One may say, “God is good”, or perhaps “God is almighty”
But are these things necessarily vacuous? Of course they are! Just as vacuous as saying “people are personal”! If you ask what something is, and are able to give an answer which is not vacuous, it is certainly known that you have asked what a contingent thing is, and explained it in terms of a Necessary Thing. It is impossible to explain a thing in terms of itself, and not be making a vacuous proposition. If you try to explain a thing, it is always possible to explain it in terms of itself and give a vacuous explanation, and sometimes possible to explain it in terms of something else. If something is explainable in terms of something else, it is contingent. Now once thing A is explained in terms of B, is B explainable in terms of something else? If it is, then A still has no meaning. A will not attain meaning/value until it is explained by something with absolute value.
Eg: a=b, b=c, c=d, etc… Unless one of those ends up looking like d=2; a, b, c, d, e, f, g or what have you will all be meaningless! Unless one of them is explained in terms of an absolute value such as 2! Since 2 is not explainable in terms of anything else, any proposition about 2 is vacuous, and thus 2 must be Necessarily Existant. Likewise, all such propositions are meaningless unless explained in terms of something whose only explanations are vacuous. Therefore, until you have Something which cannot be perfectly explained in terms outside Itself, you can’t explain anything. To summarize: The Transcendental Proof of the existence of God is that without Him you could not prove anything else.
 

 

Here’s where I get to the point about the dialogue being misguided. The root of the problem lies in the main point of the Subjectivist’s Dialogue.  He claims that Culture#2 makes a claim contrary to the claim of Culture#1.  To apply my example again, we can see that C1 makes the claim that A=2, and C2 makes the claim that A=3.  Again, the mathematicization of the argument reveals its nature.  It does nothing to defeat objectivism, suprisingly enough, because both C1 and C2 believe that A has absolute value.  Both claim that A is a number.  Both are objectivists.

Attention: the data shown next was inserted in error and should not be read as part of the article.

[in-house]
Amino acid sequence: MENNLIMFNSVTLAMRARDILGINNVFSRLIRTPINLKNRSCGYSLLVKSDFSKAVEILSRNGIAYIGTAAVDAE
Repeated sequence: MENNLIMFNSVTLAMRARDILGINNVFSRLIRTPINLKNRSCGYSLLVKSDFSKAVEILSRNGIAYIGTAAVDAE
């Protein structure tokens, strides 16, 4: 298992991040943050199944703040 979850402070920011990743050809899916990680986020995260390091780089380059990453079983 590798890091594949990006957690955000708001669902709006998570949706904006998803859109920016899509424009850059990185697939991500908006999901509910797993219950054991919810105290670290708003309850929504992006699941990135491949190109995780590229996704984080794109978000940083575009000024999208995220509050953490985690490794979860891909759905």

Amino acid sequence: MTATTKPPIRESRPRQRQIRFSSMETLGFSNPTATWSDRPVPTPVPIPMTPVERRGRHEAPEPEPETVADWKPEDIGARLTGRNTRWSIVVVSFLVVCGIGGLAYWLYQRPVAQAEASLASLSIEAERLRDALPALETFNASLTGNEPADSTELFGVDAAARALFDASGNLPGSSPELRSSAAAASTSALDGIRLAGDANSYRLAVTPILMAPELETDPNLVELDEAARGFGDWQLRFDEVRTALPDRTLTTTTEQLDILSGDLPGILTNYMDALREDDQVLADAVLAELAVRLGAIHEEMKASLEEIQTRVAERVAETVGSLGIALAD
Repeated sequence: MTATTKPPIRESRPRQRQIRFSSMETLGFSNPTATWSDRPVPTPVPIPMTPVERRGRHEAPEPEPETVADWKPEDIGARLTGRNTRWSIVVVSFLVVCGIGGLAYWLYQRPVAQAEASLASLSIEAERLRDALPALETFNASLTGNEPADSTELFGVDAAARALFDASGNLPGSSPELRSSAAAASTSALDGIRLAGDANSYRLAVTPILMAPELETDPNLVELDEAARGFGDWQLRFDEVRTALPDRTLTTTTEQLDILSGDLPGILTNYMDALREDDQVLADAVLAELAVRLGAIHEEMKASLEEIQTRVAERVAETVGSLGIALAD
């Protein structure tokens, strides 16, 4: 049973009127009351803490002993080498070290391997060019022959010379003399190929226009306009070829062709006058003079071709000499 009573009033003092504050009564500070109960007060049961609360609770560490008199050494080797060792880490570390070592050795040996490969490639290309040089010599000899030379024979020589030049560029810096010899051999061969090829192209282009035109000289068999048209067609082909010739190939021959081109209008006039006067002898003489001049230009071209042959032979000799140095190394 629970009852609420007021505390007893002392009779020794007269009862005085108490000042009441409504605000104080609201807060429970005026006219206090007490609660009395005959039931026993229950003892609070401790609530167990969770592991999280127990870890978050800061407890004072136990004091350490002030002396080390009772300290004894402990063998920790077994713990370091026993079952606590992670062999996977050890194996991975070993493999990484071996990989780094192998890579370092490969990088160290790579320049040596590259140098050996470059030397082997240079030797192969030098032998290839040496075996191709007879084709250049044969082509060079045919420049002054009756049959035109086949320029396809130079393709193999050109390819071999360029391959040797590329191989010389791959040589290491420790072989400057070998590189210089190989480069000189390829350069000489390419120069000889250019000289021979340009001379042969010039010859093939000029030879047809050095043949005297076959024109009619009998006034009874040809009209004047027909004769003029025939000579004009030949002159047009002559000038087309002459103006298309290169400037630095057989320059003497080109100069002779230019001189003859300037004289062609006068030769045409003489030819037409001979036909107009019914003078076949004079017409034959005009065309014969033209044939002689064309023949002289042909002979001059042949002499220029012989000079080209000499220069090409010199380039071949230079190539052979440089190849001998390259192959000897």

We must remember that when the objectivist claims that different cultures may be mistaken about moral values, he does mean that his culture could be mistaken as well.  Whether or not he could be mistaken is irrelevant to his position.  As long as he is mistaken about something objective, his position as an objectivist is valid. 

Here we can see that it is not the objectivist who cannot explain his position, it is the subjectivist.  When asked to explain A, the objectivist says that A=2, and thus explains A.  Our little pet subjectivist here then asks him to explain 2!  It is abundantly clear that 2 explains itself, and that the subjectivist’s demand is thus misguided. 

But what about the subjectivist’s position?  What if you ask him to explain A?  He claims that A=B=C etc.  Clearly, he has not explained anything.  He says that A=B, and when asked what B equals, he says B=A!  In fact, in the one great irony of this argument, it is subjectivism which is demonstrably circular!

-Payton

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Original Sin

What is original sin?  While to many Christians this may seem an obvious statement, it is a concept not held in most other religions.  It is not found in Judaism, our ‘mother’ religion, or Islam, our younger cousin, nor in any other main stream religion.  It is based off teachings from Romans 5:12-21 and 1 Corintians 15:22.  It is the tenet that, since Adam sinned, and we are his offspring, we inherited this same propensity to sin.  The first place to look, in examaning this issue, is the original sin itself.  Some have ridiculed it- “What?  Why would ‘god’ condemn people to death for eating a piece of fruit?”  What the Bible actually says, in Genesis 2:17, is “but you must not eat from the tree of the knowledge of good and evil, for when you eat of it you will surely die.”  Is this a condemnation, or a warning?  It is quite popular among atheists nowadays (and indeed, thenadays as well) to construe this as God attacking humans quest for knowledge.  To them, the original sin is an intellectual sin.  This isn’t so.  This tree’s name is rather misleading, for until Adam and Eve ate of it, evil existed in only two sources; God’s mind and Satan’s rebellion.  Everything God created on Earth was good, including Adam and Eve.  There was no evil to know, until they committed it.  The immediate consequence of their sin was shame- the lasting consequence was death.  The reason for this is, that if one is in perfect accordance with God’s will, one is perfect and cannot, therefore, die.  But since children learn from their parents, and traits are passed down to them, they were raised up in sin, and taught their own children to sin, and so on, and so on.  In this way is the Original Sin of Adam still felt to this day.

-Sarah